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Fast Food Panic (DS) artwork

Fast Food Panic (DS) review


"Meat and Potatoes"


How does one go from owning a newly-opened, humble restaurant that only sells sushi, to a cream of the crop, varied establishment that won the admiration of every day folks and food critics? With just one waiter to back you up? Fast Food Panic takes you on that journey in a casual product that gauges your skills under pressure. Through 15 stages, you're tasked with pleasing customers that constantly walk in and jam your paltry abode of four tables, trying to bear fruit with score goals before time runs out. And to gain points, you'll need to craft meals successfully with the stylus in a speedy manner, and do so without being half-baked about the procedure.



A piece of cake when there's only two orders to fulfill, but you quickly fall into a pickle when business picks up and several dishes must be completed at the same time. Basic actions, such as scooping rice from a bucket, swirling ingredients in a pan, or taking food out of the oven at the right time, become harder nuts to crack when securing points for victory; conduct these actions poorly, and you won't receive a big score from customers, and worse, you won't get anything if they storm out after waiting too long. "Distractions" also become a factor a couple stages in when bringing home the bacon, as you have to greet customers when they come in, clear dishes off tables, and shoo away mice. Granted, these are all done with a simple screen tap, but you'd be surprised how easily they divert from the whole enchilada, such as an oven with burnt pizza.

But just when it feels like you jumped out of the frying pan with solid coordination to combat all the disorder, you then leap into the fire as more objectives enter the fray. Some stages introduce an additional goal that has to be met, such as pulling off combos or satisfying three food critics, with the latter be a grueling act due to dropping everything and outright ignoring other customers just to butter up these specialists. It's one of those moments where how well you did before and after the critics' presence strongly factors into the overall completion of a stage. Also trying to squash your flow is the inclusion of more complex distractions; with the reliable waiter being overburdened, you have to drop your cooking like a hot potato and do a bit of extra work occasionally, such as operating the cash register and delivering meals on a scooter.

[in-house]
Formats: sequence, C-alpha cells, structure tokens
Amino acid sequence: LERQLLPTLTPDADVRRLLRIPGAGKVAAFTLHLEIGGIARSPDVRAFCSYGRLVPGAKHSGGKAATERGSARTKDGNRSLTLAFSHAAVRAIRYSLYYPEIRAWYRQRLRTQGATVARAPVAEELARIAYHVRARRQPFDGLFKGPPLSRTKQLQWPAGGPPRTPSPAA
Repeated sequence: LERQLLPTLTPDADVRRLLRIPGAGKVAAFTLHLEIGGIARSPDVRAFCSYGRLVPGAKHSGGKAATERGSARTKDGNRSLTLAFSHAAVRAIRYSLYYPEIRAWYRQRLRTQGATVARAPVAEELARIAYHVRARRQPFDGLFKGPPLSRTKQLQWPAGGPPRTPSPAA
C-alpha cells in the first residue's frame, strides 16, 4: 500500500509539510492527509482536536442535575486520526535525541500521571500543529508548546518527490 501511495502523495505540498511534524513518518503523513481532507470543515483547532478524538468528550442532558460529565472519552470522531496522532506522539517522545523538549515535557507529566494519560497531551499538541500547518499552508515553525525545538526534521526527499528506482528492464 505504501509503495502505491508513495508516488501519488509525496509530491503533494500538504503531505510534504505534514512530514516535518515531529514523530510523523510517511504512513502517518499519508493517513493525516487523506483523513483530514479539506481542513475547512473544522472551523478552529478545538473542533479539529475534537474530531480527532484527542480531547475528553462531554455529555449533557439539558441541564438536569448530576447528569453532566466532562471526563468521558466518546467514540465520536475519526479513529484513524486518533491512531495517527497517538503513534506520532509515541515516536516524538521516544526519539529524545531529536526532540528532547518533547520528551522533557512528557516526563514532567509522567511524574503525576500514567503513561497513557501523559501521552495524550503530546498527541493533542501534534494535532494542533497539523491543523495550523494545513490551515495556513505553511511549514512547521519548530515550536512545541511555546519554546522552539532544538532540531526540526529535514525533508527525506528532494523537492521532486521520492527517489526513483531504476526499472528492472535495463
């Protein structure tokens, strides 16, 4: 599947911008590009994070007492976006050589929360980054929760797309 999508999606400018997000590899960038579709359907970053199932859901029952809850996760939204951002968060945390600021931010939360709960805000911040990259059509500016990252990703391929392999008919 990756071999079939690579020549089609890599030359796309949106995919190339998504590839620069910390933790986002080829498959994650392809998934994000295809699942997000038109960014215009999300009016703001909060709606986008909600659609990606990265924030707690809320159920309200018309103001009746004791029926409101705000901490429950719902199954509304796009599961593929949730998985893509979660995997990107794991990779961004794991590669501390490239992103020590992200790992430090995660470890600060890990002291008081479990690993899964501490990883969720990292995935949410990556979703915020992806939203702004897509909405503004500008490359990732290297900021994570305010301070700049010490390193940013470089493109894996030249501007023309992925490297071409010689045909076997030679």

The vigorous tone and flavorful aspects, even if minor, are welcoming during the mid-to-late stages, since they help curb repetition that a game of this nature can quickly fall into. However, the frantic flow also unintentionally pokes holes in Fast Food Panic's design, revealing flaws that, at times, act as bad apples to your success. Unfortunately, when things get as busy as popcorn on a skillet, it becomes too obvious the motion controls haven't been programmed thoroughly to keep up with the pace.

Making a hamburger, for example, should be easy as pie, but when I'm speedily scrolling through ingredients, the game sometimes confuses my basic left and right motions as a downward gesture... thus planting the wrong ingredient. There have also been moments in my playthrough where doing simple curve motions won't register if I went at just remotely brisk speeds, and there have been several nutty instances where the game bugged out when I was pouring curry. I should stress that, more times than not, these issues don't destroy your chances at beating typical stages, but it does feel like you're walking on eggshells in stages with extra goals. Specifically, goals where such requirements are pleasing three critics with barely any mistakes, or cooking five perfect meals with no errors, which can be a fine kettle of fish...



Though, before the difficulty can really cook up a storm, these problems never have the opportunity to drive you bananas on a consistent basis, since Fast Food Panic concludes after 14 stages. Even after tossing in varied situations that beef up the gameplay throughout, you're still just making the same four to five recipes per stage, so it really was an appropriate time to stop. But there is a bonus 15th stage that has you pitted against a grueling time limit, as well as a minigame mode with a surprising amount of brief diversions, just for those looking for a little more meat. The devs didn't bite off more than they could chew with their limited resources, did the best they could with them, and just got out when everything started feeling too samey. Fast Food Panic might not be the greatest thing since sliced bread, but sometimes half a loaf is better than none.

3/5

pickhut's avatar
Community review by pickhut (March 31, 2017)

There isn't an Arcade Archives port of Double Dragon 3. This is probably the wisest decision Hamster has made.

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hastypixels posted April 01, 2017:

One more food pun and I was about to flip my biscuit. What a fun review!
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pickhut posted April 01, 2017:

Glad you enjoyed the review. It was a pretty straightforward review to write until I had to go over the original finished version and sprinkle it with food puns in appropriate parts. Surprisingly time-consuming.

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